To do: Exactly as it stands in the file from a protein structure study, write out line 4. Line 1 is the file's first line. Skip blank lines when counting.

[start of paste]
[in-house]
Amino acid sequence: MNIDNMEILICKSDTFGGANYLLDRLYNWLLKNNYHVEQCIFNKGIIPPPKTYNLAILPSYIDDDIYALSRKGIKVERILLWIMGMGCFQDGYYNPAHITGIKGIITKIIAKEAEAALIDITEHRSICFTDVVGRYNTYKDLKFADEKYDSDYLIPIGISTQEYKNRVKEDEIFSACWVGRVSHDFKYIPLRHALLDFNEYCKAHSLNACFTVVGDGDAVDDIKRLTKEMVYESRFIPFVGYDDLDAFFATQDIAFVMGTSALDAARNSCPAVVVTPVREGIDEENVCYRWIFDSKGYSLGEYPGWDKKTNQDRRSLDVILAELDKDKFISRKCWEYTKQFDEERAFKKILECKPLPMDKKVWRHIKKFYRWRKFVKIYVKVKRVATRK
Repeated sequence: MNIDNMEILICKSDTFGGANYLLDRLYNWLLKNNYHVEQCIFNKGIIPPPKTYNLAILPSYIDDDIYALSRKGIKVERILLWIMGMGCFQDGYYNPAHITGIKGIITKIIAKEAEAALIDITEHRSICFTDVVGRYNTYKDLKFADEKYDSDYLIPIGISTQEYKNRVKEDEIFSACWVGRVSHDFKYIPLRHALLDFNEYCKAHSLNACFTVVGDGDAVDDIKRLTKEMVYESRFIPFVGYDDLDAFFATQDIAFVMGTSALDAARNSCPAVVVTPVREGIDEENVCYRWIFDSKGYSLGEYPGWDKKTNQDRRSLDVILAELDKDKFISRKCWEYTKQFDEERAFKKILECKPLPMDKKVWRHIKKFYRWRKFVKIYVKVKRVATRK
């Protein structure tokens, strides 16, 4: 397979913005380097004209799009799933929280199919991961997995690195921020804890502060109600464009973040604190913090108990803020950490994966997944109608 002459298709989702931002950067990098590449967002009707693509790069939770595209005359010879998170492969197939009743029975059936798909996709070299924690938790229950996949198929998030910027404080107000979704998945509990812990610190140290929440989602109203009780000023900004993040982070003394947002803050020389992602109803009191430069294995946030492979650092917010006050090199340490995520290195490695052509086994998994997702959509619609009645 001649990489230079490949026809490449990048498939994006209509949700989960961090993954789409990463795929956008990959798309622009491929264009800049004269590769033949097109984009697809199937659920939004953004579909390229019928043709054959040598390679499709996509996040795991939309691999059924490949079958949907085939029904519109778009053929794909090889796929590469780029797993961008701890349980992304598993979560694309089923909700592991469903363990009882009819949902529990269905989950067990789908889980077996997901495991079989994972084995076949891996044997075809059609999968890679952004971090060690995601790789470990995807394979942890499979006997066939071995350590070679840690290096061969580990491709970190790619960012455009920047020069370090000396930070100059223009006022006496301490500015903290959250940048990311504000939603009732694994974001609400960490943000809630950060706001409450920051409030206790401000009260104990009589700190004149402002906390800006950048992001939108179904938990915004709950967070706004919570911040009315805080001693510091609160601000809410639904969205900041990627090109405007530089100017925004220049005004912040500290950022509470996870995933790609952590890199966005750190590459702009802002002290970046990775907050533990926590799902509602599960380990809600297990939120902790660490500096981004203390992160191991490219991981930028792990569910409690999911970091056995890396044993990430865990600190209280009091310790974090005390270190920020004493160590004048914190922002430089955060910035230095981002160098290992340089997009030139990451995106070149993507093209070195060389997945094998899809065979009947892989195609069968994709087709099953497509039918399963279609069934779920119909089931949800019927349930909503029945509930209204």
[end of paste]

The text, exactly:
């Protein structure tokens, strides 16, 4: 397979913005380097004209799009799933929280199919991961997995690195921020804890502060109600464009973040604190913090108990803020950490994966997944109608 002459298709989702931002950067990098590449967002009707693509790069939770595209005359010879998170492969197939009743029975059936798909996709070299924690938790229950996949198929998030910027404080107000979704998945509990812990610190140290929440989602109203009780000023900004993040982070003394947002803050020389992602109803009191430069294995946030492979650092917010006050090199340490995520290195490695052509086994998994997702959509619609009645 001649990489230079490949026809490449990048498939994006209509949700989960961090993954789409990463795929956008990959798309622009491929264009800049004269590769033949097109984009697809199937659920939004953004579909390229019928043709054959040598390679499709996509996040795991939309691999059924490949079958949907085939029904519109778009053929794909090889796929590469780029797993961008701890349980992304598993979560694309089923909700592991469903363990009882009819949902529990269905989950067990789908889980077996997901495991079989994972084995076949891996044997075809059609999968890679952004971090060690995601790789470990995807394979942890499979006997066939071995350590070679840690290096061969580990491709970190790619960012455009920047020069370090000396930070100059223009006022006496301490500015903290959250940048990311504000939603009732694994974001609400960490943000809630950060706001409450920051409030206790401000009260104990009589700190004149402002906390800006950048992001939108179904938990915004709950967070706004919570911040009315805080001693510091609160601000809410639904969205900041990627090109405007530089100017925004220049005004912040500290950022509470996870995933790609952590890199966005750190590459702009802002002290970046990775907050533990926590799902509602599960380990809600297990939120902790660490500096981004203390992160191991490219991981930028792990569910409690999911970091056995890396044993990430865990600190209280009091310790974090005390270190920020004493160590004048914190922002430089955060910035230095981002160098290992340089997009030139990451995106070149993507093209070195060389997945094998899809065979009947892989195609069968994709087709099953497509039918399963279609069934779920119909089931949800019927349930909503029945509930209204």